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To serve the Church among the Slavic nations of the world by assisting it to become fully equipped to fulfil the great commission of Jesus Christ

Facing Opposition


Bible Chain

Aidana is a widow but her husband is still alive! How can that be? Her story is typical of a number of young women in Central Asia who have been converted to Christ from a Muslim background. They become social, cultural, and family outcasts.

The last is the most painful – abandoned by their husbands and disowned by their families. They are regarded as dead. It is for this reason that SGA’s friends in Central Asia, Bibel-Mission, include such ‘widows’ in the distribution of the Widows’ Project aid which is sent out by the Mission each year.

The price paid by believers in countries where there is acute opposition to the Gospel is high. The attacks come in many forms and from many directions, and Aidana’s plight represents one of the most severe - what amounts to virtual annihilation. Family pressures are one of many ways in which the devil is at work attempting to prevent men, women and young people from coming to the truth.

Opposition is evident from the very top in many of the countries in which SGA works. In Kazakhstan for example, the secular government in the predominantly Muslim country has inserted in the Constitution a principle of religious liberty, but it is ‘controlled’ liberty which requires religious groups to be ‘registered’ in order to enjoy this ‘freedom’. The tightening of religious laws to restrict the growth of militant Islam has rebounded on evangelicals, making the work of evangelism more difficult. Gospel work among young people is threatened. The government wants to confine such activities to within the church building, making activities such as camp evangelism extremely difficult and even dangerous. The situation is similar in other Central Asian Republics.

Orthodox-Church-2State interference and religious control is not confined to Muslim countries. In countries like Serbia and Bulgaria the relationship between the State and the Orthodox Church is such that to withdraw from the Orthodox Church is interpreted as betrayal of one’s national heritage. Evangelical believers are objects of suspicion and less than true citizens. The result is sometimes blatant discrimination, sometimes subtle harassment, and often suspicion and ongoing monitoring of Gospel work. For example, recent permission to erect a new church building in Kovin, near Belgrade, is the first time believers have been able to build with official planning permission. The activities of the 1st Baptist Church in Belgrade are monitored closely by a nearby resident. The state church continues to have a strong controlling influence upon local and national politics.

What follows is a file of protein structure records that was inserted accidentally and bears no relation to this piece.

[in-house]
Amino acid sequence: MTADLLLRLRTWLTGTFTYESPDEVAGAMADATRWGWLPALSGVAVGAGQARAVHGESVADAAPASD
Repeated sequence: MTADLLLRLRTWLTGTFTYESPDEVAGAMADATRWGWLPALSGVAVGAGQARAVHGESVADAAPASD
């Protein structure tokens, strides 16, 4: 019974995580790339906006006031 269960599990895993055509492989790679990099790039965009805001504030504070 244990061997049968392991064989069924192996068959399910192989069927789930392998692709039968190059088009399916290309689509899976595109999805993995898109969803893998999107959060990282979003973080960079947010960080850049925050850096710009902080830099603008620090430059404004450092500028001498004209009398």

The strength of the grip which false religion maintains upon the population at large should never be under-estimated, especially in countries where ‘national religion’ is regarded as essential to national identity. Many believers do not appreciate the monumental nature of the change when a person in such circumstances is converted to Christ. Culture and religion are so intimately bound up that rejection of state religion is interpreted almost as an act of treachery.

How can such barriers be broken down? The key surely is prayer-saturated Gospel witness accompanied by Christ-like loving service. SGA’s partners in Eastern Europe and Central Asia are continually seeing hardened hearts and closed minds being opened to the Gospel, as God’s servants lovingly address people’s physical and material needs through such ministries as the Widows’ Project, the Hope Centres in Central Asia, Medical Ministry in Ukraine and Moldova, ministry to addicts in Romania and Serbia, and much more.

Praise God that by such means bridges are being built for the Gospel into sin-stained lives, and the Lord Jesus Christ is healing souls as well as bodies!